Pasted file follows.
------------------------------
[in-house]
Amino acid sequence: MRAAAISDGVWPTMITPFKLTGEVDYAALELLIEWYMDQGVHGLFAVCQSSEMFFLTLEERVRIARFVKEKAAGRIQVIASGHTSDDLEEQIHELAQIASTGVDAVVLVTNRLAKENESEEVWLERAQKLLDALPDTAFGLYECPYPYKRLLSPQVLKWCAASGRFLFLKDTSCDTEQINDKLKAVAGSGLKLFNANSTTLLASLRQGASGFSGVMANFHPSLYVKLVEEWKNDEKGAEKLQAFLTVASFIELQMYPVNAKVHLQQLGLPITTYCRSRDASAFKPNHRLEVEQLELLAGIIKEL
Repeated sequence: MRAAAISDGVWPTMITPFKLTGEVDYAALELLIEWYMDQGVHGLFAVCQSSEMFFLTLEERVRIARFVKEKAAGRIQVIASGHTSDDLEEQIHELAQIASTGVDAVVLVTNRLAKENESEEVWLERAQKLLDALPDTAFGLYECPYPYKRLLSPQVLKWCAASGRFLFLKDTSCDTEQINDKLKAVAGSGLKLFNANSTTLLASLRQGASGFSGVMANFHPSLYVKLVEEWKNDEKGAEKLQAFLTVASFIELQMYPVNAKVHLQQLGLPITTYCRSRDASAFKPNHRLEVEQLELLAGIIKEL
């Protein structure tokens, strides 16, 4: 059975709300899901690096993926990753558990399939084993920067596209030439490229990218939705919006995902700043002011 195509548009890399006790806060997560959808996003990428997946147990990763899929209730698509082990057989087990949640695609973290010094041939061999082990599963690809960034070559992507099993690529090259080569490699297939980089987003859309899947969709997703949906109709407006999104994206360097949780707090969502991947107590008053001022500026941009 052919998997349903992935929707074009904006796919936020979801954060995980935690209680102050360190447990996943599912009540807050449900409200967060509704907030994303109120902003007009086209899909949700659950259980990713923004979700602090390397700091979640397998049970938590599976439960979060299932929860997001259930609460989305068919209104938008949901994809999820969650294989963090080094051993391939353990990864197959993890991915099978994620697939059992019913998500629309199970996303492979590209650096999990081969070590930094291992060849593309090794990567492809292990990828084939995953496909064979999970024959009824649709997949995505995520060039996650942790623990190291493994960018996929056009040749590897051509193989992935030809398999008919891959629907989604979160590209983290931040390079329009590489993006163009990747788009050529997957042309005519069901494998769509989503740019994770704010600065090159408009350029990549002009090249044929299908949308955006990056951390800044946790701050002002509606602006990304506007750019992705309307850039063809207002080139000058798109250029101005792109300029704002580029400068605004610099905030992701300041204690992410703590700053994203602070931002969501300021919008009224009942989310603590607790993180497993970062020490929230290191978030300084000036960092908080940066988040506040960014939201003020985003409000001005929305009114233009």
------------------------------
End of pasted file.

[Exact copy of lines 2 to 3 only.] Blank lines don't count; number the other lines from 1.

Amino acid sequence: MRAAAISDGVWPTMITPFKLTGEVDYAALELLIEWYMDQGVHGLFAVCQSSEMFFLTLEERVRIARFVKEKAAGRIQVIASGHTSDDLEEQIHELAQIASTGVDAVVLVTNRLAKENESEEVWLERAQKLLDALPDTAFGLYECPYPYKRLLSPQVLKWCAASGRFLFLKDTSCDTEQINDKLKAVAGSGLKLFNANSTTLLASLRQGASGFSGVMANFHPSLYVKLVEEWKNDEKGAEKLQAFLTVASFIELQMYPVNAKVHLQQLGLPITTYCRSRDASAFKPNHRLEVEQLELLAGIIKEL
Repeated sequence: MRAAAISDGVWPTMITPFKLTGEVDYAALELLIEWYMDQGVHGLFAVCQSSEMFFLTLEERVRIARFVKEKAAGRIQVIASGHTSDDLEEQIHELAQIASTGVDAVVLVTNRLAKENESEEVWLERAQKLLDALPDTAFGLYECPYPYKRLLSPQVLKWCAASGRFLFLKDTSCDTEQINDKLKAVAGSGLKLFNANSTTLLASLRQGASGFSGVMANFHPSLYVKLVEEWKNDEKGAEKLQAFLTVASFIELQMYPVNAKVHLQQLGLPITTYCRSRDASAFKPNHRLEVEQLELLAGIIKEL